Muzzled Scientists and Wilful Blindness in Stephen Harper's Canada
By Chris Turner
The ham handed efforts by Stephen Harper and his Prime Minister's Office to control government information have rightly caused outrage both inside and outside Canada, particularly because often the messages that do go out are misleading and are designed purely for the benefit of Harper and the Conservative Party of Canada.
As a historian, I join my colleagues in opposing the Harper government's attacks on the Library and Archives of Canada, the census conducted by Statistics Canada, and other services needed by historians to do our work. Moreover, the Harper government is working to promote an historical view of Canada that caters to the prejudices and blind spots of the Conservative 'Base,' in opposition to new directions emerging in Canadian historical research.
Canadians regularly see the Harper government use every trick in the book to advance its agenda, including shutting down Parliament and abusing its rules and traditions, using taxpayers' money for partisan advertising, and shouting down or removing all sources of independent oversight and advice, including those created as part of Harper's own accountability promises made before he took office in 2006. The bottom line of these efforts is to exercise relentless control over all messages emanating from the government to suit the political needs and whims of the prime minister.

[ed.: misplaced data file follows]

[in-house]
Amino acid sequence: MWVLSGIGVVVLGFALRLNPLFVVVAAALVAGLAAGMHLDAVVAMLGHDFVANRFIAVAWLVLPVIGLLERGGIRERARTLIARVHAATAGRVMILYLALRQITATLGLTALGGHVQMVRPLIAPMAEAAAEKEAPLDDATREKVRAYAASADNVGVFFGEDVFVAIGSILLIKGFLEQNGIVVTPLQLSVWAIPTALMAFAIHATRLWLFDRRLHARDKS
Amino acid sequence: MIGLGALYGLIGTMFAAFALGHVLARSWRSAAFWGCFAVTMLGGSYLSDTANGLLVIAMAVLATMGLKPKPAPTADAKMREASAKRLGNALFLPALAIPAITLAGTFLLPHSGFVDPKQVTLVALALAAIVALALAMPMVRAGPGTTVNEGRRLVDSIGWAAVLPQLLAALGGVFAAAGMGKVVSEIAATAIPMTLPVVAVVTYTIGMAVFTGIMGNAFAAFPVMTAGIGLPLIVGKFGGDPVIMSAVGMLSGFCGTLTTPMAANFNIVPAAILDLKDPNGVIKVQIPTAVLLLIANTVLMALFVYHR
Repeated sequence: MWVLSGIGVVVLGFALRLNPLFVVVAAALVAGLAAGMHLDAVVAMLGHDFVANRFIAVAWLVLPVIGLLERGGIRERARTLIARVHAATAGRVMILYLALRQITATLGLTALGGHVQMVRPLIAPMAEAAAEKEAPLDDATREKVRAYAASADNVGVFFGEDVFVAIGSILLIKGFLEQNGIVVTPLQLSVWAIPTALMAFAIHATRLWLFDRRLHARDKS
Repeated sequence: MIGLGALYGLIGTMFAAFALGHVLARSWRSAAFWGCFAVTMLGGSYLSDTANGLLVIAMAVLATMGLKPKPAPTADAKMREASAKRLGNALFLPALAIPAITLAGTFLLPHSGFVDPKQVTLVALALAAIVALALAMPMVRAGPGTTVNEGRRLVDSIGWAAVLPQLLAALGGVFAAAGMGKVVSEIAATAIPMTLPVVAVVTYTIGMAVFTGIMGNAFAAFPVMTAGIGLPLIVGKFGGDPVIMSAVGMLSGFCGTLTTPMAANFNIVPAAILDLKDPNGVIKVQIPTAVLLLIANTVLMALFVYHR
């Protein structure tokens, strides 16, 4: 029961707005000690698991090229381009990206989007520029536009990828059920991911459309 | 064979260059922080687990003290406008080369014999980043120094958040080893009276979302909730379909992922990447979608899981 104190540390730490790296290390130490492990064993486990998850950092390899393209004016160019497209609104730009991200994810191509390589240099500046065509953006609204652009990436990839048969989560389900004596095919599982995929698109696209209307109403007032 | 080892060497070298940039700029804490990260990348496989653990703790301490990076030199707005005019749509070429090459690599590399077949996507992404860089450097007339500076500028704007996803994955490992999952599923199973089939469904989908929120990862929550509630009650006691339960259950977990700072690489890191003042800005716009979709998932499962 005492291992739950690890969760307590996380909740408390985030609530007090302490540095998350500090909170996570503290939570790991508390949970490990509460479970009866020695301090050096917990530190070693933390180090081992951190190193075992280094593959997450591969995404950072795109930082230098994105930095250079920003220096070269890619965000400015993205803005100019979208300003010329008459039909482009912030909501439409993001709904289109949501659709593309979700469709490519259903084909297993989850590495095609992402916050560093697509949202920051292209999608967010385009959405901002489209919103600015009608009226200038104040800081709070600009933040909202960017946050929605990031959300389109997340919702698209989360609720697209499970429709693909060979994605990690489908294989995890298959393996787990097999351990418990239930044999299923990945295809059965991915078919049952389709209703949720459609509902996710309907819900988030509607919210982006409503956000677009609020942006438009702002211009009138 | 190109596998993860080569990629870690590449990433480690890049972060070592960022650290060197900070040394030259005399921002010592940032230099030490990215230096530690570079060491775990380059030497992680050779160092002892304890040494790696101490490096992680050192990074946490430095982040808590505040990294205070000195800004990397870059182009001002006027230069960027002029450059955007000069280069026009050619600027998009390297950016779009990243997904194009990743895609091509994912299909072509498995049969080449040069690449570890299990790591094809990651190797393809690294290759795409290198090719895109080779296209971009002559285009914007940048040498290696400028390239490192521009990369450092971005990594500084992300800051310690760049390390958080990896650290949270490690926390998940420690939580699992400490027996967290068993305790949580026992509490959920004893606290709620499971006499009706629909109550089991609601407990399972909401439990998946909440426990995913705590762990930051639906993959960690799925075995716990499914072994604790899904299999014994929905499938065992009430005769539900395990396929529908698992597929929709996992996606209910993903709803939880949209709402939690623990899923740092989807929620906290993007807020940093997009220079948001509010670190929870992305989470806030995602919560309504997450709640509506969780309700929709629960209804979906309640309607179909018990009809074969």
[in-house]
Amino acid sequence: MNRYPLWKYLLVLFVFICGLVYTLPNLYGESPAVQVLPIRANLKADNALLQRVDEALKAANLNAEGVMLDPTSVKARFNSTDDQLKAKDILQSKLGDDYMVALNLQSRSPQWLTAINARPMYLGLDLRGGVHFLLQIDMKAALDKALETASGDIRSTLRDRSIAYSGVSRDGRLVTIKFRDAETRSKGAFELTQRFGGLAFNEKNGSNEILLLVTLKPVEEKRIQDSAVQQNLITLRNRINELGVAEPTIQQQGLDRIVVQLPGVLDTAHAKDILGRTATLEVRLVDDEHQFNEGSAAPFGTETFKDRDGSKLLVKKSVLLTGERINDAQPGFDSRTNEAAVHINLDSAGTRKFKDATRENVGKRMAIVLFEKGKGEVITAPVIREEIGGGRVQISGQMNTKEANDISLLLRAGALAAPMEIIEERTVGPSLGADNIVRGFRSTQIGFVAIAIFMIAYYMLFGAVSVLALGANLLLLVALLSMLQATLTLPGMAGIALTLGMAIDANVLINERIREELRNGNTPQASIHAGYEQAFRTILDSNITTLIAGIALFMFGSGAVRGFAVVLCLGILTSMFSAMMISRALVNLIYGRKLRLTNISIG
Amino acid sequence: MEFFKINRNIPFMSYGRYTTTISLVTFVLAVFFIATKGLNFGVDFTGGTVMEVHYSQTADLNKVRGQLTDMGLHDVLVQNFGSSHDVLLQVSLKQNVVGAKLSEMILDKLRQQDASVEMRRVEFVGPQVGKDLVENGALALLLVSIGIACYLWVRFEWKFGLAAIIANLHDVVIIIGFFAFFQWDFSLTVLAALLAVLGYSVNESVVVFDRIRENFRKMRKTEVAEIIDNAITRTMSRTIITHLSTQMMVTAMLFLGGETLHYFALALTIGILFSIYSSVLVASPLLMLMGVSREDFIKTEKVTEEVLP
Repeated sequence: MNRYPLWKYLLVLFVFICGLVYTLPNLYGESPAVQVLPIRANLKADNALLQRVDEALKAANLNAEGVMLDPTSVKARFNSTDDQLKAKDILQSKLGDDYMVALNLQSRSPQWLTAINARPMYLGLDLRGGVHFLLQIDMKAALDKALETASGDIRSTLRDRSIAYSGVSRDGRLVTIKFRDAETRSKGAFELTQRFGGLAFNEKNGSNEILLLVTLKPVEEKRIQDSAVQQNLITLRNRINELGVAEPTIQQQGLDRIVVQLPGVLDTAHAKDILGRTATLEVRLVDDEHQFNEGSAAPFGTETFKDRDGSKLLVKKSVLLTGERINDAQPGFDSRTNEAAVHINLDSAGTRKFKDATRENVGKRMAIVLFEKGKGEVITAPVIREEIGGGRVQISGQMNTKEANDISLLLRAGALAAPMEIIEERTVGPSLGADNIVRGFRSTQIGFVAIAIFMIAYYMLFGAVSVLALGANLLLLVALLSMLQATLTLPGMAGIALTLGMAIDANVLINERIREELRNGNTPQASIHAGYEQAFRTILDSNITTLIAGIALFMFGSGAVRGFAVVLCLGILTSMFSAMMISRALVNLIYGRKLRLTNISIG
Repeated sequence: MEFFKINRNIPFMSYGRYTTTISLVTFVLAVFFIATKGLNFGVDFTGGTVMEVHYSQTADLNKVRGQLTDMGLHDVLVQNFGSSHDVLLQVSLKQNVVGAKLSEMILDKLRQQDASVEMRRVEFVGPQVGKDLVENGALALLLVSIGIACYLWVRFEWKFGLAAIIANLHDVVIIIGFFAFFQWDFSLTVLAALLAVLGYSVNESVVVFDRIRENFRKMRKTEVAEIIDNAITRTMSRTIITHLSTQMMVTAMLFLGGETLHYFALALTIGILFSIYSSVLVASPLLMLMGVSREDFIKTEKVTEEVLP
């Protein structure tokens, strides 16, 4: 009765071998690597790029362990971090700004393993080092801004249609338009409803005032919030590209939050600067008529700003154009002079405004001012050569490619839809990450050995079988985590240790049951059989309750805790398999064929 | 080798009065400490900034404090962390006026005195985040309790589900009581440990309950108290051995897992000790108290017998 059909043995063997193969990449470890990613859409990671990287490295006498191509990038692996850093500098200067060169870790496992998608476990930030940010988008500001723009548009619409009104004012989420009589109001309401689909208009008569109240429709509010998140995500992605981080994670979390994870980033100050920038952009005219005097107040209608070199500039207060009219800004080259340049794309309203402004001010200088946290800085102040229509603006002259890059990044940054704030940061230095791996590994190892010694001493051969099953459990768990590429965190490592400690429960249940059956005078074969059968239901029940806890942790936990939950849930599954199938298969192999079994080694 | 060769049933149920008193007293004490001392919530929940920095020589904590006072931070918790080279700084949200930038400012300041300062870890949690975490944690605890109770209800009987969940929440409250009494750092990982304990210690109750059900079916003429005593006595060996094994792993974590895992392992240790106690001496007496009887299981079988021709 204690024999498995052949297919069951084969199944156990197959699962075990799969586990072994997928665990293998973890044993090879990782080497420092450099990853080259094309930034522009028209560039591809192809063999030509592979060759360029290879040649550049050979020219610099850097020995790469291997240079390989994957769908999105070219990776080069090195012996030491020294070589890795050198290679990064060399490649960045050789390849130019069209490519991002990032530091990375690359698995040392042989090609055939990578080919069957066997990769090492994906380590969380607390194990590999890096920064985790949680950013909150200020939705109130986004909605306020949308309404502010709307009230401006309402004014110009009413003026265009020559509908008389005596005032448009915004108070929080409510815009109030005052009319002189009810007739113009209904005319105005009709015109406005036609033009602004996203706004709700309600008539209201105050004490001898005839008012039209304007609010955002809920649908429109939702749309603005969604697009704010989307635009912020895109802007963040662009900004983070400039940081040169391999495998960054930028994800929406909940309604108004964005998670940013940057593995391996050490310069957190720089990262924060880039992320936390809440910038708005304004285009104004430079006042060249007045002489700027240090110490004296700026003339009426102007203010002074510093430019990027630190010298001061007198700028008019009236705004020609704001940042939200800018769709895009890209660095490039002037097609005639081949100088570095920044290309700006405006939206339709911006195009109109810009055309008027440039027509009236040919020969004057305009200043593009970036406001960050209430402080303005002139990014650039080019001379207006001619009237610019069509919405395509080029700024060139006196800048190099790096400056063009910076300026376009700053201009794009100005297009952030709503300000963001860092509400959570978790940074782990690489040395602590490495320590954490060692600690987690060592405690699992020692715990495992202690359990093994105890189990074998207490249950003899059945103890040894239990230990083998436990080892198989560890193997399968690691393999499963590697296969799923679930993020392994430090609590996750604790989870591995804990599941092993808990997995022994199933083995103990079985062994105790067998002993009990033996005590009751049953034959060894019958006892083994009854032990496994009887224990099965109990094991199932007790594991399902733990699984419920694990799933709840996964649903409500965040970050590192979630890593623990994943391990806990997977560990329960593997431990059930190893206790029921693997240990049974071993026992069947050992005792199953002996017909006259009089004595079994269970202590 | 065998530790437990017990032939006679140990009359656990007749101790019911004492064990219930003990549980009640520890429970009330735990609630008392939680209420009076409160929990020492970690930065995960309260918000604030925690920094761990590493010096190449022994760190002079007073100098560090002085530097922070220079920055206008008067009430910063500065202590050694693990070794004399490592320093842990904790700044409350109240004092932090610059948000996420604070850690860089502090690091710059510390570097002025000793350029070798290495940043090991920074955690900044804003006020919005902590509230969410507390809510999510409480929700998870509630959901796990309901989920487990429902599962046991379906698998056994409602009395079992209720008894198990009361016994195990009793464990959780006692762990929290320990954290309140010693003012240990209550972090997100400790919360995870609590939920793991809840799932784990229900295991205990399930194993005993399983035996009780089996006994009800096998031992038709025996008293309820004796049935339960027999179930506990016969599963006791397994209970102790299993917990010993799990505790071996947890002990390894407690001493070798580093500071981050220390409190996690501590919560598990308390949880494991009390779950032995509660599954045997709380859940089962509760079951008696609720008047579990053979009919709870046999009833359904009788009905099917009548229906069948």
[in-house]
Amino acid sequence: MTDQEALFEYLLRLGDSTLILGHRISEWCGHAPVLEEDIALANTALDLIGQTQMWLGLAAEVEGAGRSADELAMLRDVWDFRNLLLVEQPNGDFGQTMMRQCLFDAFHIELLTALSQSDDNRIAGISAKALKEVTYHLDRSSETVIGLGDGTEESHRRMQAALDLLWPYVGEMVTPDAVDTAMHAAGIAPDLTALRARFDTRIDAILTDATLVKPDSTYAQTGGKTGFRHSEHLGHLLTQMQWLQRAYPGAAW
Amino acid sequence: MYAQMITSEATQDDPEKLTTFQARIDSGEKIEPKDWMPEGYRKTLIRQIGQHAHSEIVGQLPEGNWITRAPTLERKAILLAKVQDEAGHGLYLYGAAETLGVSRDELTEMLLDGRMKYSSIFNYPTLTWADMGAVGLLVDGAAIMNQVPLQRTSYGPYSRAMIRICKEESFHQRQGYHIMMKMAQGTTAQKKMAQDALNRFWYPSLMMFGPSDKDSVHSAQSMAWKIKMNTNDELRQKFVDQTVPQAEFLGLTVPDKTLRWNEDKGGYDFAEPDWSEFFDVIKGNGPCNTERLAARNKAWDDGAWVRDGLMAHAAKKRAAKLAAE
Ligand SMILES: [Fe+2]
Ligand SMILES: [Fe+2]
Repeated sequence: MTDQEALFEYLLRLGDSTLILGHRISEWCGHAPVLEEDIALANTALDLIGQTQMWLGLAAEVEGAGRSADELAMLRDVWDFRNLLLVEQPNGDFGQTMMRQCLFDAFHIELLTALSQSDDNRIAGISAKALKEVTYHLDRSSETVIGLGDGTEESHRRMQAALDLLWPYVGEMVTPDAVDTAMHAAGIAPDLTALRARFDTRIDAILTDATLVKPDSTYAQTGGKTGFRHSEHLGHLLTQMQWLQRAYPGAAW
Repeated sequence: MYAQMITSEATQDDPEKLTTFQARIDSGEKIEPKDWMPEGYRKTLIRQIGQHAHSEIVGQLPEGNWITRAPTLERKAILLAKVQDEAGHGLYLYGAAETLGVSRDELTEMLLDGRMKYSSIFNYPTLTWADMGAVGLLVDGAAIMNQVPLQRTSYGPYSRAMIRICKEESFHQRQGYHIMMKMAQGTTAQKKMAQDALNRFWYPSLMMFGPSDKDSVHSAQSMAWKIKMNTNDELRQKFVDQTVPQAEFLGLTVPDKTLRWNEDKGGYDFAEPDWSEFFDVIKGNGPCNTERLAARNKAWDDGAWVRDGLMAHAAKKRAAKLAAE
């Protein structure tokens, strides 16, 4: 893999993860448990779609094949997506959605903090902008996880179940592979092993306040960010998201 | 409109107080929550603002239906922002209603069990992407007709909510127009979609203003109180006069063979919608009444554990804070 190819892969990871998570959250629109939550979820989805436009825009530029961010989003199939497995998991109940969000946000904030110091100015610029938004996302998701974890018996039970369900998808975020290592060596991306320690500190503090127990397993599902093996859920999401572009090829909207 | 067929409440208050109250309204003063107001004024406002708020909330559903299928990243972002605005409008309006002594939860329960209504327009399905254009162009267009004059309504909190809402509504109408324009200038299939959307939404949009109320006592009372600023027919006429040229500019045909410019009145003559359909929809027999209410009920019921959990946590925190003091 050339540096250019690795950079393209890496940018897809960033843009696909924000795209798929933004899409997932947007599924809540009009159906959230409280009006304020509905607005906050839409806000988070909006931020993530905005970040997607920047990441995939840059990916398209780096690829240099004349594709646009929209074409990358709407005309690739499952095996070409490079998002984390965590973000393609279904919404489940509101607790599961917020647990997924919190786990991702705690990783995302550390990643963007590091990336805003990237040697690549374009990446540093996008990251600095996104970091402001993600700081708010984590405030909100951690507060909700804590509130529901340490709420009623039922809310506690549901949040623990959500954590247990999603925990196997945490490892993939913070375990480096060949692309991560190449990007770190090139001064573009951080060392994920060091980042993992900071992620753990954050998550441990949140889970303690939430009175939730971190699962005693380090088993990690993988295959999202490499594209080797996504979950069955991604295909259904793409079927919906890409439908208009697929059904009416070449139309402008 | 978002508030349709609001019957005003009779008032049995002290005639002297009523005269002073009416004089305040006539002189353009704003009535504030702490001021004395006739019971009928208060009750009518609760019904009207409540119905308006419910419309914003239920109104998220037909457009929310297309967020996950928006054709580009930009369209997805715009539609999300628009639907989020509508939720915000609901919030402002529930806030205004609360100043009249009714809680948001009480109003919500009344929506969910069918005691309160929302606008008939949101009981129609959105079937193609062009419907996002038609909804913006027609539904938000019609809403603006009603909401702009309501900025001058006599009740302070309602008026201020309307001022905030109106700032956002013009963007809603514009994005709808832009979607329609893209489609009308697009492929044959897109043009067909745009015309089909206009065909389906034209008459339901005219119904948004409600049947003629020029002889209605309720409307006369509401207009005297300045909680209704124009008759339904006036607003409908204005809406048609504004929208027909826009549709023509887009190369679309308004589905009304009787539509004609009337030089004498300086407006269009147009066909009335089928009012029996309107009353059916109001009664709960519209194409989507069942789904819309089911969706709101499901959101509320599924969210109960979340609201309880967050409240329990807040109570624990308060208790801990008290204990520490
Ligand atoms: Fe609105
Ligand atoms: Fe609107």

This muzzling is a particularly controversial in the area of science, as explained in The War on Science by journalist and recent Green Party of Canada candidate Chris Turner. Relying heavily on the work of the shrinking group of journalists covering science in Canada and a few interviews with key scientists who were willing to talk, Turner has served up a concise critique of the Harper government's efforts to fit scientists into the straitjacket of its media messaging.
The War on Science focuses on science related to the environment, where Canadian government researchers who have been examining the development of climate change have run head on into the Harperite goal of creating economic wealth through exploitation of oil and gas resources, the primary culprits in the jarring climatic changes that are already changing life on Earth.
Many Canadians are already familiar with Harper government measures that have led to scientific institutes being shut down or severely cut back, notably the Experimental Lakes Area in Ontario, and that have seen those researchers who still have government jobs being forced to to run every public statement through media minders with direct connections to the Prime Minister's Office. Canadian government science is being subordinated to politics, as Turner persuasively argues.
Even outside the area of environmental science, the Harper government has damaged Canada's scientific assets. The National Research Council of Canada, which has nearly a century of distinguished research behind it, is now being reduced to being a "concierge" for Canadian businesses seeking scientific help. This directive threatens the NRC's work in basic scientific research that has historically led to economic benefits, but fits in with Harper government spin that it is focused on creating jobs.
In criticizing the Harper government's treatment of science, Turner does miss a number of nuances. Peer reviewed science is without a doubt superior to politics as a means of judging the quality of science, but even peer review and the scientists who carry it out are not without fault or bias.